What is Democracy?

 

 

Democracy is a system of government involving all members of a state’s population or all eligible members of state. Often democratic governance is based upon the idea that elected officials represent their electorate views and wishes in governance, known as representative or indirect governance. However, democracy can also be in the form of direct democracy, a ‘pure’ form where people have a direct say on the decisions that affect them. A form of direct democracy can be seen in a referendum, a national vote whereby the electorate can vote on whether they support or reject a government proposal such as leaving the European Union.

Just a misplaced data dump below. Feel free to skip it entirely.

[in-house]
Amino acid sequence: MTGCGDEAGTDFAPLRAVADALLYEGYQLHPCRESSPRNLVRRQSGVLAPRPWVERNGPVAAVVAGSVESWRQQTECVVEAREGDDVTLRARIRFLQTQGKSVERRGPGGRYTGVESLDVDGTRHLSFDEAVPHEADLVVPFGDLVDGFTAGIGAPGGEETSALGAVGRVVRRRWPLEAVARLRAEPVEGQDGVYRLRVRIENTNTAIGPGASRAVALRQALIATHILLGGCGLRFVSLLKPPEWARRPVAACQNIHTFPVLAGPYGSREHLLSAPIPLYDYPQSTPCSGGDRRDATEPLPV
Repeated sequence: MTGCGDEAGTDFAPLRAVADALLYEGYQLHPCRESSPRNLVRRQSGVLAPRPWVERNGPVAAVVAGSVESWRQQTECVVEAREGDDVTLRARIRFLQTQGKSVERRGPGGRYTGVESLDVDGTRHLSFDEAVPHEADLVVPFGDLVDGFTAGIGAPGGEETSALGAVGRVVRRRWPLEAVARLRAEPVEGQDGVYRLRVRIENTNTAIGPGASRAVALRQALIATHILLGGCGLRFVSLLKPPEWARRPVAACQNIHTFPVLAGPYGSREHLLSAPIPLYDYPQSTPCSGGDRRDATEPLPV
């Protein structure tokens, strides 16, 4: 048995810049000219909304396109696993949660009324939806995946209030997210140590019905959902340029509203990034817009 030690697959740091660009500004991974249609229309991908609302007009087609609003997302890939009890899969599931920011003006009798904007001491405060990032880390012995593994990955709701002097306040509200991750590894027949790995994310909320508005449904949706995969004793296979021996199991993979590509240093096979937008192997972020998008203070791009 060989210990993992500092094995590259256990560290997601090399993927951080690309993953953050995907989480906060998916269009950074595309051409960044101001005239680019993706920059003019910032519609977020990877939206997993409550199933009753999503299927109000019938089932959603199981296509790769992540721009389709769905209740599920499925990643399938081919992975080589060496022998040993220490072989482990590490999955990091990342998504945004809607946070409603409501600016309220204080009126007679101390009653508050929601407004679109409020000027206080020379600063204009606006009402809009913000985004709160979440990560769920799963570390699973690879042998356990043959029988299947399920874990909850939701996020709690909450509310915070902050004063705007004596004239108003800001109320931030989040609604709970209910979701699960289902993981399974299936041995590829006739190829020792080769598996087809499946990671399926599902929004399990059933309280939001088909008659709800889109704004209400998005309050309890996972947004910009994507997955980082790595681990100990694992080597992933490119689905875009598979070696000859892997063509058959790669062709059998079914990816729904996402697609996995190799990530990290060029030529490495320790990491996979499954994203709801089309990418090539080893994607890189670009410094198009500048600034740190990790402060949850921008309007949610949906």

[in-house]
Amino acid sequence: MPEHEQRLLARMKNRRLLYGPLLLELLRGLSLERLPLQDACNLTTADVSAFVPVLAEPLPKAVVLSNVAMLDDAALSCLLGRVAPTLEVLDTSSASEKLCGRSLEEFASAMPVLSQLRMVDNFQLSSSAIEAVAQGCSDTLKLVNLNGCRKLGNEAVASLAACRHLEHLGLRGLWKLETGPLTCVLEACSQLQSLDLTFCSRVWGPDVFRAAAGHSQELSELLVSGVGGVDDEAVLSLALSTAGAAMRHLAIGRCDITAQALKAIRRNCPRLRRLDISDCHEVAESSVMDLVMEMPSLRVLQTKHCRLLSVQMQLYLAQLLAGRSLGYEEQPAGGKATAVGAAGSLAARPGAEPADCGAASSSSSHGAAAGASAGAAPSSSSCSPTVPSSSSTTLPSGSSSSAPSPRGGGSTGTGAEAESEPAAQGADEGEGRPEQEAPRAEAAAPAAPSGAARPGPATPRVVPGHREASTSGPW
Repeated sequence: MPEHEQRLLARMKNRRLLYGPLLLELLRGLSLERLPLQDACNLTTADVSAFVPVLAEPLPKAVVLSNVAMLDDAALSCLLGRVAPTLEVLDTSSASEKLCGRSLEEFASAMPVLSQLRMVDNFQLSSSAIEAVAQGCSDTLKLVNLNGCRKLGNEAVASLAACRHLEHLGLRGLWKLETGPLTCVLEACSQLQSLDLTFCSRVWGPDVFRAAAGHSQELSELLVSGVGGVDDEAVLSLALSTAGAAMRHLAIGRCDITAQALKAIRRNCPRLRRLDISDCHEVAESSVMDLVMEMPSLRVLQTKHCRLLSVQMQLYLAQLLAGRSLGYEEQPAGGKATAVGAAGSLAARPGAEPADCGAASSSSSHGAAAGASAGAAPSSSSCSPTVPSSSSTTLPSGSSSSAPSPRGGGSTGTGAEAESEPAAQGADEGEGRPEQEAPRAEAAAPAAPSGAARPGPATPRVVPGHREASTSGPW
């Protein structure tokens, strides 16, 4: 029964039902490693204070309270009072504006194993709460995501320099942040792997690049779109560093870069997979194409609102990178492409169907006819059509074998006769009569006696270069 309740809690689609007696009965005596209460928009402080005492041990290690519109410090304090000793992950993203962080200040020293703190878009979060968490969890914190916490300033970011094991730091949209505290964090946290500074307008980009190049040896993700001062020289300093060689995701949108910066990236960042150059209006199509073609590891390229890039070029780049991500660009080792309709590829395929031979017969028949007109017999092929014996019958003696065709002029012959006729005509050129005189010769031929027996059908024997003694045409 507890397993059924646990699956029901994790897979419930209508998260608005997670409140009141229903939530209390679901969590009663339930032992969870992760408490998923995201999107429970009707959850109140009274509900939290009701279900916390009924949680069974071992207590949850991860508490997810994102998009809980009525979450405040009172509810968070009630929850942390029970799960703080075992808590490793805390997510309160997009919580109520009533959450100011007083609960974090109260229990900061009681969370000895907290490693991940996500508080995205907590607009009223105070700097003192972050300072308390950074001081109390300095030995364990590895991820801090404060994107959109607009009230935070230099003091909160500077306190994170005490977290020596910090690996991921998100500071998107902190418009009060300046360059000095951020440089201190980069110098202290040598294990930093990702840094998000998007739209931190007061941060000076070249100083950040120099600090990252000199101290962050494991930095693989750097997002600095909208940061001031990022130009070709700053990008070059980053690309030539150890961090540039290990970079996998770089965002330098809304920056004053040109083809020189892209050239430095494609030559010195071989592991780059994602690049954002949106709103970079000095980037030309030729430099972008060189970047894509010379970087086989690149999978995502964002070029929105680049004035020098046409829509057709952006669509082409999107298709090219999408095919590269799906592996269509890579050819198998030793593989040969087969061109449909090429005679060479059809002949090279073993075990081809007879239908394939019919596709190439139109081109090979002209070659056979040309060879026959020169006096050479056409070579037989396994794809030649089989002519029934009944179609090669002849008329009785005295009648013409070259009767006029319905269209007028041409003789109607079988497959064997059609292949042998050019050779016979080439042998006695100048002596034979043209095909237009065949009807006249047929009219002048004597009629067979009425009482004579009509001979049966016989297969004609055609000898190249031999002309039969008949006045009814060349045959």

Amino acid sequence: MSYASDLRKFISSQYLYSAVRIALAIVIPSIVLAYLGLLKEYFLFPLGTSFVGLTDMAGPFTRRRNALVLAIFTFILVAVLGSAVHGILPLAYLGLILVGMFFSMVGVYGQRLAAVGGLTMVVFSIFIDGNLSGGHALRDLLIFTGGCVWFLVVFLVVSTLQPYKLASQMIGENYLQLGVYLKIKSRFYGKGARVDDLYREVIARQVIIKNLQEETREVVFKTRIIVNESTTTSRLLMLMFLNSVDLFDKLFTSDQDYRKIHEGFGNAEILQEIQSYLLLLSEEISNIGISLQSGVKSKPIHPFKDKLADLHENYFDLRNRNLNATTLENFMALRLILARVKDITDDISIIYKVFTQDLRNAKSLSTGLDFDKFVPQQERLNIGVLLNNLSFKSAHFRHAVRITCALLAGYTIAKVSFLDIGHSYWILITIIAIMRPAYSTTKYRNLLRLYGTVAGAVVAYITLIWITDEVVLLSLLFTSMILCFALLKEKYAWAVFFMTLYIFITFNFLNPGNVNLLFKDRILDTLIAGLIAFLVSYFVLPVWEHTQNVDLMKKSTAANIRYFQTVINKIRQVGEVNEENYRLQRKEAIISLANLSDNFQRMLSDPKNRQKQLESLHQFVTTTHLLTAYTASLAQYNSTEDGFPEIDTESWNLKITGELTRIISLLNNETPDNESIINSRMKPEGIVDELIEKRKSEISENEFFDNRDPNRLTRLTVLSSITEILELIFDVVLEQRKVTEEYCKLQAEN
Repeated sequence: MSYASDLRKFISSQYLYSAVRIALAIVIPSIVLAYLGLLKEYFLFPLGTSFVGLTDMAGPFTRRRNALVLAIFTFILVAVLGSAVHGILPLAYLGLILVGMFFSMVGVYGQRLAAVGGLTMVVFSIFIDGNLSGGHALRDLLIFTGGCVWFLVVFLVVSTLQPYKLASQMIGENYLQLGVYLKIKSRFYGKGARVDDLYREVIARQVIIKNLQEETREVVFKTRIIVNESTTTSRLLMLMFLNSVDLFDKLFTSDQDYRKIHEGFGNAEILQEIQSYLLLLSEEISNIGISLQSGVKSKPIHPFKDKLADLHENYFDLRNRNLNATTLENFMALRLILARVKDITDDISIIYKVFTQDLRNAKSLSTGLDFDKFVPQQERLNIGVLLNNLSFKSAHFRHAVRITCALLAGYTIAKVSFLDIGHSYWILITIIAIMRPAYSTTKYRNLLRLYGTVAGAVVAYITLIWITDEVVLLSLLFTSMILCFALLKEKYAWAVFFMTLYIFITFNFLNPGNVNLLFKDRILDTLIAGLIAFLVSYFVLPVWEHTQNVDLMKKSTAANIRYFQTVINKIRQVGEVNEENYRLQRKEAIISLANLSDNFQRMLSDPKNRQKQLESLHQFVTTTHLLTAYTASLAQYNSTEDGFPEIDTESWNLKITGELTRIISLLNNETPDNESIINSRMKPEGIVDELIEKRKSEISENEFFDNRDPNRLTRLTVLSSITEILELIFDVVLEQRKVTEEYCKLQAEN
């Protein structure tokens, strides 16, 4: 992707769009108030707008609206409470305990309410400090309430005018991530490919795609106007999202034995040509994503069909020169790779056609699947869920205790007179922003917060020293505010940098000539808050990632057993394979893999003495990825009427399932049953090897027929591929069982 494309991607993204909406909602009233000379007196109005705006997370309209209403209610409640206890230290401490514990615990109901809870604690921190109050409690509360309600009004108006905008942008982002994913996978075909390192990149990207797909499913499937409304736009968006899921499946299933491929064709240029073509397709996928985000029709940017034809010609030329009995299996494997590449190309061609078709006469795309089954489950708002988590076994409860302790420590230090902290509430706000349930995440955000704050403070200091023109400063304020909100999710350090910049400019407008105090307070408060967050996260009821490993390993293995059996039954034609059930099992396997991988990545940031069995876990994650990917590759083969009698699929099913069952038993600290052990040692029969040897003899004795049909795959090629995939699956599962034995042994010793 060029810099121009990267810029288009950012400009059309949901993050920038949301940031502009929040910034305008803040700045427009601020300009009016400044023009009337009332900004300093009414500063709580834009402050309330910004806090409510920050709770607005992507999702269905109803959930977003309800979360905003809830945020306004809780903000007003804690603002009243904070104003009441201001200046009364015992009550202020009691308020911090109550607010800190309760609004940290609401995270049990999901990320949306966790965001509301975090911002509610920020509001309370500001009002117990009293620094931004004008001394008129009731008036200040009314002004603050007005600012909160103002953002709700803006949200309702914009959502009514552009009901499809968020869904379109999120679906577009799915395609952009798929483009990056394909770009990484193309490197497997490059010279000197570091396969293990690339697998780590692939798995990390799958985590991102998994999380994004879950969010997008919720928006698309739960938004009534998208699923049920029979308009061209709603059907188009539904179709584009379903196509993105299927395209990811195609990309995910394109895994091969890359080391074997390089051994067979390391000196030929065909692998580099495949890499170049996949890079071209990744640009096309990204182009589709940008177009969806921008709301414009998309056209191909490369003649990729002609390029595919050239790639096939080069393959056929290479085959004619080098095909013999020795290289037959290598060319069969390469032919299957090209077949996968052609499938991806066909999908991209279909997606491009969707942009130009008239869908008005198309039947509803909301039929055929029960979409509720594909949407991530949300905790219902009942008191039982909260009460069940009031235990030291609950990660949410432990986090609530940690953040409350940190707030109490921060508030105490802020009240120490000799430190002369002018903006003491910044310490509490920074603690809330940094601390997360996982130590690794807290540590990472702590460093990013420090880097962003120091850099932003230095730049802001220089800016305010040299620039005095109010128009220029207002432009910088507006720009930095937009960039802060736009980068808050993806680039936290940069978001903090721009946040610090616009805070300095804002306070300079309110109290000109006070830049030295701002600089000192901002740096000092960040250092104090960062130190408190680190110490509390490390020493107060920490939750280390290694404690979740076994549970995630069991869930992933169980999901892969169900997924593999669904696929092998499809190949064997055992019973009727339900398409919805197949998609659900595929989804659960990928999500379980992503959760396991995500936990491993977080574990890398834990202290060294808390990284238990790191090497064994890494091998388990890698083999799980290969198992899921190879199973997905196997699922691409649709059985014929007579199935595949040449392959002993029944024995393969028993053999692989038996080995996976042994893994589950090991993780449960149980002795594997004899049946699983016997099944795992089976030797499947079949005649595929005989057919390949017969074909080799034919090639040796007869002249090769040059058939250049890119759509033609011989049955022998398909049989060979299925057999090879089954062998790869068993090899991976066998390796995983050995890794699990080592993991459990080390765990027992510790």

Key Terms

 

Direct Democracy – A ‘pure’ form of democracy, where people have a direct say on the decisions that affect them. Different from indirect democracy.

Electorate – All the people within the country who are entitled to vote, e.g. within the voting age.

Government – The group of officials ruling a country or state (see the Government article for a more detailed explanation).

Referendum – A form of direct democracy, a national vote whereby the electorate can vote on whether they support or reject a government proposal such as leaving the European Union.

Representative Democracy/Indirect Democracy – A Democracy and method of governing based upon the idea that elected officials represent their electorate views and wishes in governance.

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